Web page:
Religious Education (RE)
Intent, Implementation and Impact
Intent- Why are we teaching this?
At Luxulyan School, our aim is to open children’s eyes so that they appreciate that the country we live in comprises many different religions and cultures. In addition, we aim to bring about an awareness and sense of their Cornish heritage and culture specific to the place in which they live and how this fits in with the wider world.
Our curriculum aims to teach children the key skills they need to be tolerant and understanding of other religions
Our curriculum is based on the ‘Cornwall Agreed Syllabus Religious Education 2020 to 2025.’ Throughout R.E. lessons, the children will spend 60% of their time studying Christianity- (Using RE Today –Understanding Christianity Syllabus) and for the remaining 40% they will learn about Hinduism, Islam, Sikhism and Judaism. Christianity is taught in every year group and only one of the other four religions is taught alongside it.
We aim to teach RE through a variety of different medium and to engage outside visitors to enhance children’s learning experiences as well as visiting places of cultural and religious interest. We therefore teach RE through literature, music, art, drama, design technology, external visitors and school trips. By using a multifaceted approach, we aim to develop opportunities to enhance spiritual, moral, social and cultural understanding and encourage children to respond and reflect on their own understanding and experiences as well as to the teachings and practices of a variety of different religions studied from early years to Year 6.
Implementation- How is this being taught in the classroom?
Religious education is taught at Luxulyan according to the Cornwall Agreed Syllabus Religious Education 2020 to 2025. RE is taught weekly (1.00 hour KS2 45mins KS1 sessions) in half-term blocks, planned by the teacher, using the RE Today – Covering -Understanding Christianity schemes of work and 4 other religions -. Work is recorded in the back of Topic books in each class and is evidenced in each classes’ Big Book’ to demonstrate a variety of outcomes arising from outside visitors and cultural visits.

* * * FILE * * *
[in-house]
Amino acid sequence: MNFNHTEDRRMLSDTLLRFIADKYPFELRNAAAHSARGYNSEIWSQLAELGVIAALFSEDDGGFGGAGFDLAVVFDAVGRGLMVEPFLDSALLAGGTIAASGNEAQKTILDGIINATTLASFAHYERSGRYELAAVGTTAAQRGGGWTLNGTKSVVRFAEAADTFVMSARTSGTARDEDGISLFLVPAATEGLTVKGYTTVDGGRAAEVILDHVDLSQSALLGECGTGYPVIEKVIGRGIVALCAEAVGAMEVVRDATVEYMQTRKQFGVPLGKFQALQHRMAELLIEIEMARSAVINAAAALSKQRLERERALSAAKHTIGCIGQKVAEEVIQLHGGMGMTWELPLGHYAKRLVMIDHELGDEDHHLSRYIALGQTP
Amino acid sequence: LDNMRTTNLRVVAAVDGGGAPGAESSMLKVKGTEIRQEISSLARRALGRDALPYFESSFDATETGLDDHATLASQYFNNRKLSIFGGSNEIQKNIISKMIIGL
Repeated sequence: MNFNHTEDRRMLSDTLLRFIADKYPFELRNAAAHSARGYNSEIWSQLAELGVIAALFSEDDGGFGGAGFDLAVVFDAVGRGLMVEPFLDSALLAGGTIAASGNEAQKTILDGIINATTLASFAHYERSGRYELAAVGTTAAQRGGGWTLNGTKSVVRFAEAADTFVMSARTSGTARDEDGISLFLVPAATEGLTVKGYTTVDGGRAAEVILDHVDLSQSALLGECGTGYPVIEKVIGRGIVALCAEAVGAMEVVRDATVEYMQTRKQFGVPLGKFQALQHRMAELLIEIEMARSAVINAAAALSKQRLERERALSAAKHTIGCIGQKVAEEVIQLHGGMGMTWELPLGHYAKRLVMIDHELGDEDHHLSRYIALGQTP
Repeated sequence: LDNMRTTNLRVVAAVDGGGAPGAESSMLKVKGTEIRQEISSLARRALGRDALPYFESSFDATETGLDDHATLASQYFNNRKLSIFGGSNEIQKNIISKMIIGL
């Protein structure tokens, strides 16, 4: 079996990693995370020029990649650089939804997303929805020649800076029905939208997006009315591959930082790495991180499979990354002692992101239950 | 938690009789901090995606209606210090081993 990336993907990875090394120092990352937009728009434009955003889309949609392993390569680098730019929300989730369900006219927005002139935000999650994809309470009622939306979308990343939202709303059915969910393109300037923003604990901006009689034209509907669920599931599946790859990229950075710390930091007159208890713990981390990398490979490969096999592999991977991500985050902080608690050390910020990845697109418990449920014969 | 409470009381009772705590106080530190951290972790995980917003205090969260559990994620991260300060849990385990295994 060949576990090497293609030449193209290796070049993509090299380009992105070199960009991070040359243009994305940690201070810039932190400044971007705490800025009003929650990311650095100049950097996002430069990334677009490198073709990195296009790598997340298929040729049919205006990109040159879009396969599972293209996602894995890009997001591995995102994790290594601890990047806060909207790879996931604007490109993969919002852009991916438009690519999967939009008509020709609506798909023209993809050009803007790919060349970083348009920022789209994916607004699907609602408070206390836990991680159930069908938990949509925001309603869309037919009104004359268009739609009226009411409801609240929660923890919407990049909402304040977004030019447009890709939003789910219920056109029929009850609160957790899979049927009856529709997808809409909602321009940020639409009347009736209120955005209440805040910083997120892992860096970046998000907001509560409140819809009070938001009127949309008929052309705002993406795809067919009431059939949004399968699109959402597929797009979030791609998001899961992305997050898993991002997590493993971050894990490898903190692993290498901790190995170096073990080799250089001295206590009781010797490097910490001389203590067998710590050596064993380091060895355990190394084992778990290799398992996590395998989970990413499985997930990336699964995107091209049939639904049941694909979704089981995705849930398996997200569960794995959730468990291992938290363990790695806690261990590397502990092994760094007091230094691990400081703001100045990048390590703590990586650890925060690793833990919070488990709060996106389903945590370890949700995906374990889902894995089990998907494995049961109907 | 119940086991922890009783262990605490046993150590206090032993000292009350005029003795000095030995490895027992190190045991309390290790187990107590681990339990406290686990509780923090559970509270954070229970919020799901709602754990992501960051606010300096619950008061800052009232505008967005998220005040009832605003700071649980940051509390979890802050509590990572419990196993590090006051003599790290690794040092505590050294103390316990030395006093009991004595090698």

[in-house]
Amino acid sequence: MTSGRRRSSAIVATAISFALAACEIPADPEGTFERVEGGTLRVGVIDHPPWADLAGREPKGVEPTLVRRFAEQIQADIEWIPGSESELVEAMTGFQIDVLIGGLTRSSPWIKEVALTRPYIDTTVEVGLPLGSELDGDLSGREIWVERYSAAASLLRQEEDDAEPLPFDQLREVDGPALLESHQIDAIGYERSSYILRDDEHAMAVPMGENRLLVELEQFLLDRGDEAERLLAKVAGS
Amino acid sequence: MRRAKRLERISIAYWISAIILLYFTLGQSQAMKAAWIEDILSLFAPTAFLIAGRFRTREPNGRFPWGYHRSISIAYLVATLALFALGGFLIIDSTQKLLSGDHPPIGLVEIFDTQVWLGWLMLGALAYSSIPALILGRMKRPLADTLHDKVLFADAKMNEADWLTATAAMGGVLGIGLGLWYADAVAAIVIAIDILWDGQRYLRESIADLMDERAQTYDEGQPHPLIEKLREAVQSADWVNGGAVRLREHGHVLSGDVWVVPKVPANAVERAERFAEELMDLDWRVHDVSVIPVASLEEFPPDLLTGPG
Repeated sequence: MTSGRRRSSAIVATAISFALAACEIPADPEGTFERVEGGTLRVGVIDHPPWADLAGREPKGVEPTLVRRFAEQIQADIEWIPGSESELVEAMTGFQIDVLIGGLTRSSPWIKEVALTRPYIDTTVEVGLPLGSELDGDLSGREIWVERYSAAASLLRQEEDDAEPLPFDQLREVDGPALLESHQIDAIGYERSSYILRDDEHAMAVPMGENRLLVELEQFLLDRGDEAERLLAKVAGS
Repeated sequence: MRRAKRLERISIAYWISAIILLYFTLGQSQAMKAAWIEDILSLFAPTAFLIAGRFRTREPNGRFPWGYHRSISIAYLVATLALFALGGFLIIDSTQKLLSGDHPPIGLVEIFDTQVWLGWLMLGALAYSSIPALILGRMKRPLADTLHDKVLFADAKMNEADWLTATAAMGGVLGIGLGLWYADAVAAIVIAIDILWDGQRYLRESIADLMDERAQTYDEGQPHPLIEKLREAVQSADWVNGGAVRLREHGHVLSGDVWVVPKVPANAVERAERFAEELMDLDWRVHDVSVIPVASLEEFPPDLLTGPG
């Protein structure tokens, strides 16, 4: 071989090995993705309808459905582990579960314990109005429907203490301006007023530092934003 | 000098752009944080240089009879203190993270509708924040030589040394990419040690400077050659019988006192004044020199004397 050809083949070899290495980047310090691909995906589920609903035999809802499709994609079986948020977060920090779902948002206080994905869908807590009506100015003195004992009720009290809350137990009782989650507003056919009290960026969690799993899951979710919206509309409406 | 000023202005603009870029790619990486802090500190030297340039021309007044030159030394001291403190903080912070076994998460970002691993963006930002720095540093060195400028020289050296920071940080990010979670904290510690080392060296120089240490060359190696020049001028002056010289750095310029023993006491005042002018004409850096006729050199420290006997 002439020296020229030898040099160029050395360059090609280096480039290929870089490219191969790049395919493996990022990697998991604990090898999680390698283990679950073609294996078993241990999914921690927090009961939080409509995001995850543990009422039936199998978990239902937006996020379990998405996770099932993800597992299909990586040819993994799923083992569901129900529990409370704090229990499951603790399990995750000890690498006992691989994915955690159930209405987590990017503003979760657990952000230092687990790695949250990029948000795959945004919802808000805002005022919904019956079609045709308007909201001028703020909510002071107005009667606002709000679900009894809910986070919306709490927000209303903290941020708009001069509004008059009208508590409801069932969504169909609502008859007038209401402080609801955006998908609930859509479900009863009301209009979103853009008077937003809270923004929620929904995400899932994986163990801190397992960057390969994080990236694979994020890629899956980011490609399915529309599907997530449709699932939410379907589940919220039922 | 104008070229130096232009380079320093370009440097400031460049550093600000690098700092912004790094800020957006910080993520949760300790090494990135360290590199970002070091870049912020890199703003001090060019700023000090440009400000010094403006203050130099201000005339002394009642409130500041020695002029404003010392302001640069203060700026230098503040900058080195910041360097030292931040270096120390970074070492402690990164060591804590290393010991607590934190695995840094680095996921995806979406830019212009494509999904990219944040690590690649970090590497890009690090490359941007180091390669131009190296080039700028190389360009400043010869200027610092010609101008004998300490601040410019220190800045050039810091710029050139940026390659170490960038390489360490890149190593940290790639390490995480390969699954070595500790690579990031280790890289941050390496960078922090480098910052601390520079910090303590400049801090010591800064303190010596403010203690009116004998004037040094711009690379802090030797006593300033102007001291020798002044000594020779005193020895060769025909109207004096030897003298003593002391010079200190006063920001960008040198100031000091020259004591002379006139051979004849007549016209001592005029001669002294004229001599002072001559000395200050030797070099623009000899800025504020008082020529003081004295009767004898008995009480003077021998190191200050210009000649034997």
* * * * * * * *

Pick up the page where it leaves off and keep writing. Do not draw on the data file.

By the end of Year 6, pupils will have learnt about the beliefs, teachings and practices of the great religious traditions of the world, with a particular focus on Christianity. This will include celebrating Harvest, Easter and Christmas in special assemblies culminating in a KS2 carol Service in our local church and nativity plays in KS1 as well as showing an appreciation for other religious festivals such as Ramadan, Chinese New year and Festival of Passover.
Impact- What is the effect?
Children will make at least good progress from their from their starting point in Early years. This will be measured by summative assessment at the end of each unit.
Chlidren would have been given time to reflect on their own faith, values and responses and to develop the qualities of commitment, fairness, respect, self-understanding, enquiry and openness. These qualities are also explored further during a half-termly focus on a value such as respect, linking with PSHE teaching and in our weekly assemblies.
Children would also have acquired skills to enable them to learn about religion such as investigation, interpretation, reflection, empathy, evaluation, analysis, application, expression and collaboration.
Children demonstrate a positive attitude towards people of any religion and show an understanding of cultural beliefs different to their own. They demonstrate respectful behaviour to all and this is transferable outside of school in the wider community and beyond.
Children learn about important people from the past and the present who have been or are positive role models and who are of a different race or religion.